He was instrumental in the passage of key legislation in the 1980s that created the military’s joint command. He voted to send troops to Iraq, but with reservations, and he remained deeply skeptical of the mission throughout the war. His early warnings to the Bush administration about the perils of occupation proved prescient.
The Republican playbook this year is to tie Democrats like Skelton to President Barack Obama and House Speaker Nancy Pelosi, who has replaced the late Sen. Edward Kennedy as the GOP’s go-to bete noir.
Skelton has voted with the Pelosi-led House Democrats 95 percent of the time during the current Congress, according to the Washington Post congressional Votes Database.
Hartzler refers to “Nancy Pelosi liberals” and brandishes Skelton’s party loyalty score like a prosecutor waving the murder weapon before a jury.
“A squandering of our vote,” she said.
“I call them as I see them,” Skelton said.
He is largely viewed as a moderate-to-conservative Democrat on a lot of issues. Based on his voting record in 2009, he sits in the political middle, according to an annual survey by the National Journal, a nonpartisan magazine that covers government, politics and policy.
About half the members of the House either voted more liberally or more conservatively than him on economic and social issues, the survey found.
He voted to expand stem cell research and for anti-gay hate crimes legislation, but he opposed partial birth abortion and same sex marriage.
His endorsements reflect the difficulty of political pigeon-holing. The National Rifle Association and Missouri Right to Life, an anti-abortion group, are in his corner, and so is the National Education Association, a teachers union and among the Democratic Party’s biggest backers.
“It’s probably a struggle for him, even more so than for other long serving Democrats, because he is conservative,” said Shari Bax, who teaches political science at Central Missouri State University. “He has a very fine line to walk. He doesn’t want to completely reject his party outright, even though he has been at odds with them, like on abortion and guns. At the same time, if he embraces his party, he can’t get re-elected.”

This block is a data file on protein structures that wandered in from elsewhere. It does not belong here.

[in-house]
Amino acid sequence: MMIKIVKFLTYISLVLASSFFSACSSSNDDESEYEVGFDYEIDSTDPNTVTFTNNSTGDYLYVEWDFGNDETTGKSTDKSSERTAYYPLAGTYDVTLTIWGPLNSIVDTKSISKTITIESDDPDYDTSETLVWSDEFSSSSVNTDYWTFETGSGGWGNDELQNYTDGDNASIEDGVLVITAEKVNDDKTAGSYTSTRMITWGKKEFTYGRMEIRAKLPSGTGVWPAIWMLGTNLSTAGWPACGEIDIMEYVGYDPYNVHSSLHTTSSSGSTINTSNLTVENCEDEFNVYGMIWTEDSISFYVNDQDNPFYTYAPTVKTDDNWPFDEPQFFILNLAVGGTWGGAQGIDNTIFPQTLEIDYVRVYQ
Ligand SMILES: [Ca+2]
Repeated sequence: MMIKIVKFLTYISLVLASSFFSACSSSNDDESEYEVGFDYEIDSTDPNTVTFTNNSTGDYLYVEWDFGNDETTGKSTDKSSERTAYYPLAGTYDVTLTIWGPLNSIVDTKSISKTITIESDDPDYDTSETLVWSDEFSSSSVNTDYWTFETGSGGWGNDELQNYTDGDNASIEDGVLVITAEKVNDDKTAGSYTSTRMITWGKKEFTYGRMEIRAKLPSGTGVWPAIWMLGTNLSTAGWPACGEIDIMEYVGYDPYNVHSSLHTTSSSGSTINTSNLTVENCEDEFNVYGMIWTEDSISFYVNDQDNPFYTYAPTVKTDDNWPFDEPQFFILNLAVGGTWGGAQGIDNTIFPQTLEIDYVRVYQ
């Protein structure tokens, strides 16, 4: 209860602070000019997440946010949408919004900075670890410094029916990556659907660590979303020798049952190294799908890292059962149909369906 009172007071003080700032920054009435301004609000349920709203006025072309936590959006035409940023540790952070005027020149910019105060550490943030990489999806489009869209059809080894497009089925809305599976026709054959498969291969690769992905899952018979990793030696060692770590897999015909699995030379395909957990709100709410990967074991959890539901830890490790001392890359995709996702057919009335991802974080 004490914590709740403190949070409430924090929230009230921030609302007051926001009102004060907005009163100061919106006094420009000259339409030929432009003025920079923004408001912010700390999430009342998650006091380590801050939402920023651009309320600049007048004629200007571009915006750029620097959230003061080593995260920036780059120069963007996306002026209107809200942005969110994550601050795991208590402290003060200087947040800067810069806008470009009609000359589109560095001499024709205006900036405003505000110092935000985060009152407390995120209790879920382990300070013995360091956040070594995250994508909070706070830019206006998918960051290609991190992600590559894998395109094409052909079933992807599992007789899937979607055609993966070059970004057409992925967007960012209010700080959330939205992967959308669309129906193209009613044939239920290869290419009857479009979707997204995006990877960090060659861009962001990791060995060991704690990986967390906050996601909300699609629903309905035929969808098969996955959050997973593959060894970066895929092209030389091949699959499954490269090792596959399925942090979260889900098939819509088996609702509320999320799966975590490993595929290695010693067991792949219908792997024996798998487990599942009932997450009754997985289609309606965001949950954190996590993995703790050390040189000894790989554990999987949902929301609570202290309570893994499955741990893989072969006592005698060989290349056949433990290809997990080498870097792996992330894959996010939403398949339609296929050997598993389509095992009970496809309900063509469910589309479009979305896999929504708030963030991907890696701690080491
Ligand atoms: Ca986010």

Hartzler was born on a farm, became a teacher and was elected in 1994 to the Missouri House. She left in 2000 to raise a family.
In Jefferson City, she was in the minority, an obstacle to getting her bills through. But she drew high marks from groups backing business, gun rights and conservative family issues. Environmental and civil rights groups were less enthusiastic.
Hartzler sponsored a number of bills, including efforts to combat sexual abuse of children, allow police to obtain search warrants by telephone, revise workers’ compensation laws and tighten liquor sales at resorts.
She also backed measures to expedite adoption cases involving the termination of parental rights, and to require physicians who do abortions to first inform their patients, in writing and verbally, of their right to view their sonograms beforehand.
She opposes abortion and also has the backing of Missouri Right to Life. She was the spokesperson for the successful 2004 campaign to ban gay marriage in the state.
Bax said she was a hardworking legislator with a strong conservative record.
“She was on the socially conservative side of the party, the group that came to the Republican Party with a strong focus on the abortion issue,” Bax said. “Ideologically, she is the same person she was then.”